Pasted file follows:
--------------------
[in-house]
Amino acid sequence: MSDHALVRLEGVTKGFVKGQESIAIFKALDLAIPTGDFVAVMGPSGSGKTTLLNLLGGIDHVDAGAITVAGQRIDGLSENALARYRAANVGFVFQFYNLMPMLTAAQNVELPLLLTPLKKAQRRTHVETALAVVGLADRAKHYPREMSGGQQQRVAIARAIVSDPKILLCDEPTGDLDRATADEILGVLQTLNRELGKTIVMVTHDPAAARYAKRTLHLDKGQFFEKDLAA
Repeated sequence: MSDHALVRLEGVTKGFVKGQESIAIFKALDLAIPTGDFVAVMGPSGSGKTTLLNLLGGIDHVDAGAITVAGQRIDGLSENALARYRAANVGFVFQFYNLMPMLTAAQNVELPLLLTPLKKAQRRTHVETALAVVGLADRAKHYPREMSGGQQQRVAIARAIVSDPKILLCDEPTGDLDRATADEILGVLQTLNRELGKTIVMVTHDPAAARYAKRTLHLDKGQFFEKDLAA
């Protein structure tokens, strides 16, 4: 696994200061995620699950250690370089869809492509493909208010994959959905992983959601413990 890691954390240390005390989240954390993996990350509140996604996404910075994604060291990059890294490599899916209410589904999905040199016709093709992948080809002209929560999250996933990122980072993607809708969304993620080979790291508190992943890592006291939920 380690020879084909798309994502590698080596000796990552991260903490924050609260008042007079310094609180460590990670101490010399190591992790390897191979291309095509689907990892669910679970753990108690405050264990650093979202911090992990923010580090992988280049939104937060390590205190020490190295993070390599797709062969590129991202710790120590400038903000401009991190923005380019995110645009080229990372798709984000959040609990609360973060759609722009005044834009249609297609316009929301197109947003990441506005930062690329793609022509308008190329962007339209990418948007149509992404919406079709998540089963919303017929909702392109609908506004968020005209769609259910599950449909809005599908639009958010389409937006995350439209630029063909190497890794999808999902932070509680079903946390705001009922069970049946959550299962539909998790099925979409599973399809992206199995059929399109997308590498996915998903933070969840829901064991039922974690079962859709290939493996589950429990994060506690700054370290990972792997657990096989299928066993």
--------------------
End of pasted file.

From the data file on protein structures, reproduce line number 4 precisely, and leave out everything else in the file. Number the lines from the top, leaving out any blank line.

């Protein structure tokens, strides 16, 4: 696994200061995620699950250690370089869809492509493909208010994959959905992983959601413990 890691954390240390005390989240954390993996990350509140996604996404910075994604060291990059890294490599899916209410589904999905040199016709093709992948080809002209929560999250996933990122980072993607809708969304993620080979790291508190992943890592006291939920 380690020879084909798309994502590698080596000796990552991260903490924050609260008042007079310094609180460590990670101490010399190591992790390897191979291309095509689907990892669910679970753990108690405050264990650093979202911090992990923010580090992988280049939104937060390590205190020490190295993070390599797709062969590129991202710790120590400038903000401009991190923005380019995110645009080229990372798709984000959040609990609360973060759609722009005044834009249609297609316009929301197109947003990441506005930062690329793609022509308008190329962007339209990418948007149509992404919406079709998540089963919303017929909702392109609908506004968020005209769609259910599950449909809005599908639009958010389409937006995350439209630029063909190497890794999808999902932070509680079903946390705001009922069970049946959550299962539909998790099925979409599973399809992206199995059929399109997308590498996915998903933070969840829901064991039922974690079962859709290939493996589950429990994060506690700054370290990972792997657990096989299928066993």